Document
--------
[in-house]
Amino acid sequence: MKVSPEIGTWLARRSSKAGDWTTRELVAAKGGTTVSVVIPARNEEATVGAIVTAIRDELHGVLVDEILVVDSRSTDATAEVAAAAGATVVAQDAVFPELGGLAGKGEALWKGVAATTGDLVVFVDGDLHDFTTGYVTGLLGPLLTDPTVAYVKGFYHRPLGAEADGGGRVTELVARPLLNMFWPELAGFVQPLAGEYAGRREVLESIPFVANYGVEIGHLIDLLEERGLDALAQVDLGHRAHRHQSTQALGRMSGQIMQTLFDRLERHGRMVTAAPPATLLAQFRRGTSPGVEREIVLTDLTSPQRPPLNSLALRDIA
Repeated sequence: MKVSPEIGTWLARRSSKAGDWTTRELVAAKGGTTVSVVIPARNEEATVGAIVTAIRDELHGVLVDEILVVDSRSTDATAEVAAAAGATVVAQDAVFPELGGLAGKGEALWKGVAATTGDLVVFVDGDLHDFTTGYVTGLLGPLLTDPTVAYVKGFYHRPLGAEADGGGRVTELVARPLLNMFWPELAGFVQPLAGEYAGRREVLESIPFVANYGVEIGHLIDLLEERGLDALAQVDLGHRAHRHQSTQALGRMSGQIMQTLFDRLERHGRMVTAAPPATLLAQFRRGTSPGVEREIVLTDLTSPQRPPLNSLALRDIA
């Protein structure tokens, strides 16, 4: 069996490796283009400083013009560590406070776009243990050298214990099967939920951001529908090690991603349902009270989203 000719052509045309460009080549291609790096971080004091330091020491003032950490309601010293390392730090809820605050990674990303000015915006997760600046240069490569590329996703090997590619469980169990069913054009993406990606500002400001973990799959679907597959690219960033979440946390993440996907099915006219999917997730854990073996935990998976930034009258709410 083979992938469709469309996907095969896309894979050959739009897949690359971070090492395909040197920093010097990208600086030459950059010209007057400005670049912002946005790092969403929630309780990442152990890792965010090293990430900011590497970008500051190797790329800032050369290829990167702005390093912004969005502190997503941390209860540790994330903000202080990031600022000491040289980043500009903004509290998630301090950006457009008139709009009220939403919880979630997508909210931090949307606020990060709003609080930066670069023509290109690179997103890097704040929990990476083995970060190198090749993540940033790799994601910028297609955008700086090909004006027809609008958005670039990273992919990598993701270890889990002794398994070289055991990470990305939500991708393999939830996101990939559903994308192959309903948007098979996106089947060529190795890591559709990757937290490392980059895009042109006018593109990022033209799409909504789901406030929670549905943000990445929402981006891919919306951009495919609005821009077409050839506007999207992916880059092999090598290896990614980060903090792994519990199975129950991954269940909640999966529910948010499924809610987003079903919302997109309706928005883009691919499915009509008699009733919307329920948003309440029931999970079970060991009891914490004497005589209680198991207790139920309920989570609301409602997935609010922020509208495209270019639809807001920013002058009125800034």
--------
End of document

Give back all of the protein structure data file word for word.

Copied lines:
[in-house]
Amino acid sequence: MKVSPEIGTWLARRSSKAGDWTTRELVAAKGGTTVSVVIPARNEEATVGAIVTAIRDELHGVLVDEILVVDSRSTDATAEVAAAAGATVVAQDAVFPELGGLAGKGEALWKGVAATTGDLVVFVDGDLHDFTTGYVTGLLGPLLTDPTVAYVKGFYHRPLGAEADGGGRVTELVARPLLNMFWPELAGFVQPLAGEYAGRREVLESIPFVANYGVEIGHLIDLLEERGLDALAQVDLGHRAHRHQSTQALGRMSGQIMQTLFDRLERHGRMVTAAPPATLLAQFRRGTSPGVEREIVLTDLTSPQRPPLNSLALRDIA
Repeated sequence: MKVSPEIGTWLARRSSKAGDWTTRELVAAKGGTTVSVVIPARNEEATVGAIVTAIRDELHGVLVDEILVVDSRSTDATAEVAAAAGATVVAQDAVFPELGGLAGKGEALWKGVAATTGDLVVFVDGDLHDFTTGYVTGLLGPLLTDPTVAYVKGFYHRPLGAEADGGGRVTELVARPLLNMFWPELAGFVQPLAGEYAGRREVLESIPFVANYGVEIGHLIDLLEERGLDALAQVDLGHRAHRHQSTQALGRMSGQIMQTLFDRLERHGRMVTAAPPATLLAQFRRGTSPGVEREIVLTDLTSPQRPPLNSLALRDIA
């Protein structure tokens, strides 16, 4: 069996490796283009400083013009560590406070776009243990050298214990099967939920951001529908090690991603349902009270989203 000719052509045309460009080549291609790096971080004091330091020491003032950490309601010293390392730090809820605050990674990303000015915006997760600046240069490569590329996703090997590619469980169990069913054009993406990606500002400001973990799959679907597959690219960033979440946390993440996907099915006219999917997730854990073996935990998976930034009258709410 083979992938469709469309996907095969896309894979050959739009897949690359971070090492395909040197920093010097990208600086030459950059010209007057400005670049912002946005790092969403929630309780990442152990890792965010090293990430900011590497970008500051190797790329800032050369290829990167702005390093912004969005502190997503941390209860540790994330903000202080990031600022000491040289980043500009903004509290998630301090950006457009008139709009009220939403919880979630997508909210931090949307606020990060709003609080930066670069023509290109690179997103890097704040929990990476083995970060190198090749993540940033790799994601910028297609955008700086090909004006027809609008958005670039990273992919990598993701270890889990002794398994070289055991990470990305939500991708393999939830996101990939559903994308192959309903948007098979996106089947060529190795890591559709990757937290490392980059895009042109006018593109990022033209799409909504789901406030929670549905943000990445929402981006891919919306951009495919609005821009077409050839506007999207992916880059092999090598290896990614980060903090792994519990199975129950991954269940909640999966529910948010499924809610987003079903919302997109309706928005883009691919499915009509008699009733919307329920948003309440029931999970079970060991009891914490004497005589209680198991207790139920309920989570609301409602997935609010922020509208495209270019639809807001920013002058009125800034």